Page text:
Projecting the 26, Lockout Edition
Exhibition games aren't being played as scheduled this week, but that won't stop us from building a potential Opening Day roster.
The lockout has already taken from us so many rites of spring. Truck day. Pitchers and catchers reporting. Best shape of their life stories. And the first week of exhibition baseball under the Florida or Arizona sun.
But damnit if I’ll let it stop roster projections.
Someday (I think) the lockout will end. When that happens, there will be a flurry of activity as teams finalize their spring rosters and try to get everyone to camp for what will be an abbreviated spring. This current Royals roster projection doesn’t take into account the fact that Dayton Moore and JJ Picollo are probably not done with their offseason shopping. That’s not to say there’s a big free agent splash or trade coming whenever the lockout lifts. It’s to say that there are probably still a few areas where the team is looking at making an improvement. Like the bullpen.
There’s still plenty of unknowns. You’ll notice I have 12 position players and 14 pitchers. Baseball was planning on limiting pitchers on the active roster to 13 this year, but I’m thinking that may change now that spring has been so delayed. And parsing a bullpen and rotation for this team is a bit more challenging and fun.
So this first stab at a 26-man roster only takes into account the players currently in the organization. Let’s go.
Perez was behind the plate for almost 71 percent of the innings the Royals were in the field in 2021 and he’ll be there again—health permitting—for as much if not a little more in 2022. That’s the value the Royals place on Perez.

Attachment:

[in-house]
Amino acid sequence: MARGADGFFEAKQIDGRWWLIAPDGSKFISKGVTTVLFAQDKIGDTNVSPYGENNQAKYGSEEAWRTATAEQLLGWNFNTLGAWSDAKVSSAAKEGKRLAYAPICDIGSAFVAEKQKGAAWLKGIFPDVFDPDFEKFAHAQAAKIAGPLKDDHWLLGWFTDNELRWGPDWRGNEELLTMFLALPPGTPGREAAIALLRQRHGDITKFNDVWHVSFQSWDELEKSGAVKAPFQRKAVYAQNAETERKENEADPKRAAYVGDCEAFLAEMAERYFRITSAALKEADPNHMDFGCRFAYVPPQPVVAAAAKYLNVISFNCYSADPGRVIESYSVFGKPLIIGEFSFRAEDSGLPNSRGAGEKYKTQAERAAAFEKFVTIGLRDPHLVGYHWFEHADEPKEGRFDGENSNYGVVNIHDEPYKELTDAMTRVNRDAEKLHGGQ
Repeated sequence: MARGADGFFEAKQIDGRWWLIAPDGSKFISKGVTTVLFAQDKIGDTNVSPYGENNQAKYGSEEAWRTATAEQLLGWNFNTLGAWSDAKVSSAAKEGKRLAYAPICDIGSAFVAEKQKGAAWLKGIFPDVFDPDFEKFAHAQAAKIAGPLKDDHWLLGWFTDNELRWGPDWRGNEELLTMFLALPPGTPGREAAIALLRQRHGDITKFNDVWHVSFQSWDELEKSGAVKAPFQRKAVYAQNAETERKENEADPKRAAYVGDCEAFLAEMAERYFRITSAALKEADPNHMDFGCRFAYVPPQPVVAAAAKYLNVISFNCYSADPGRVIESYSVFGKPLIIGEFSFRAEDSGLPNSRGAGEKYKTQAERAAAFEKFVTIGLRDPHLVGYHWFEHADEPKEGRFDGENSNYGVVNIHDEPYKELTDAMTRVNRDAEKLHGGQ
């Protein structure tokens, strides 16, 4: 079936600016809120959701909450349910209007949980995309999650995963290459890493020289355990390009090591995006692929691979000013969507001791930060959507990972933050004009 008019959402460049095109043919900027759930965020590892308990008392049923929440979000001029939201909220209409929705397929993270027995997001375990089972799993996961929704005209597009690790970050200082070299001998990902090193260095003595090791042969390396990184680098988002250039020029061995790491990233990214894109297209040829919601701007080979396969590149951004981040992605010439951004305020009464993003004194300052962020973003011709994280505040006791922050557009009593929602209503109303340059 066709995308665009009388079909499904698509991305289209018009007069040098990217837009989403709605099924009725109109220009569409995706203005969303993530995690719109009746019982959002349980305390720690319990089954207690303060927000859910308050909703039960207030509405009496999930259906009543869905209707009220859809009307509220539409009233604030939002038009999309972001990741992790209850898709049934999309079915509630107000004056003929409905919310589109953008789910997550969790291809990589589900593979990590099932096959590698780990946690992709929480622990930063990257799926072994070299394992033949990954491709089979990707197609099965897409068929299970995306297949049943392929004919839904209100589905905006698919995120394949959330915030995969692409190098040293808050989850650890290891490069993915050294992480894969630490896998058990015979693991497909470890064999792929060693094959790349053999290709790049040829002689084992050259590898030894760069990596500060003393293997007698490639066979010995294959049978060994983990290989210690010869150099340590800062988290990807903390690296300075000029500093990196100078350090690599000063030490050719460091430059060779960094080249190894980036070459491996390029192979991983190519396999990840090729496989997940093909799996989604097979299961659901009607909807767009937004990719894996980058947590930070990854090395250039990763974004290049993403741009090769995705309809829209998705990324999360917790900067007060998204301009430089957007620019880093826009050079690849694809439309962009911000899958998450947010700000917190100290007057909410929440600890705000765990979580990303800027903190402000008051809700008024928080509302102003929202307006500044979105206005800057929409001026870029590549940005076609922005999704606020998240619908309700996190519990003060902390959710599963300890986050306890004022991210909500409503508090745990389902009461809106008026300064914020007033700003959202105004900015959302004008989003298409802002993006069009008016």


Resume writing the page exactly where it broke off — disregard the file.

I know there was some talk way back when about Gallagher as a non-tender. He wasn’t and with three years and 106 days of service time, he’s eligible for arbitration for the first time in his career. MLB Trade Rumors estimates that’s worth a cool $900,000. The Royals view that as being worth it for a capable second-stringer and org guy.
Sebastian Rivero is an option on the 40-man. More importantly, MJ Melendez is climbing up those top prospect charts and is close to Kansas City. Last year he crushed 41 dingers, best in the minors and finished with a 1.011 OPS. Quite a turnaround from an abysmal 2019 season in Wilmington. But he only played 44 games in Triple-A last summer, and while he did just fine hitting .293/.413/.620 with 13 home runs while maintaining the improved strikeout rate he flashed in Double-A Northwest Arkansas, I get the feeling that the Royals will slow play Melendez for now. He starts back in Triple-A where he gets a chance to show what he can do on repeat at that level.
The Royals need to figure out how to balance playing time behind the plate for Perez and Melendez. They can put off attempting to solve that riddle until 2023. Or maybe the middle of 2022 if Melendez dominates once again the way he did last summer.
Bobby Witt, Jr.
That’s a crowded infield. But that’s how the Royals website lists each of the guys above, so I’ll roll with that. Let’s go around the horn.
First base remains the domain of Carlos Santana. He’s a trade candidate in what has become this plethora of infield options, but he’s going to need to rebuild whatever value he can before any team will bite. A strong spring isn’t going to do it, either. He will need to do the work in the first three months of the season. And since this is a projection of Opening Day, Santana is here.
That’s about the only lock you can place on this infield at the moment. As you obviously know, the most fun a Royals fan can have during this winter of the lockout is trying to figure out how to fit four players in three infield spots. Fortunately for you, this newsletter is at your service.
I wish I had some insight, but at this point before camps open, I don’t think the Royals themselves know how this is going to shake out. That’s ok.
Here’s how I think it should go down. Nicky Lopez should man the keystone. Yes, he was fantastic defensively as a shortstop last summer, but he is just as solid at second. Adalberto Mondesi is at third. He only got 175 innings of action at the hot corner and was generally ok defensively. He has the arm to play the position and just needs to refine those quick-twitch reflexes required.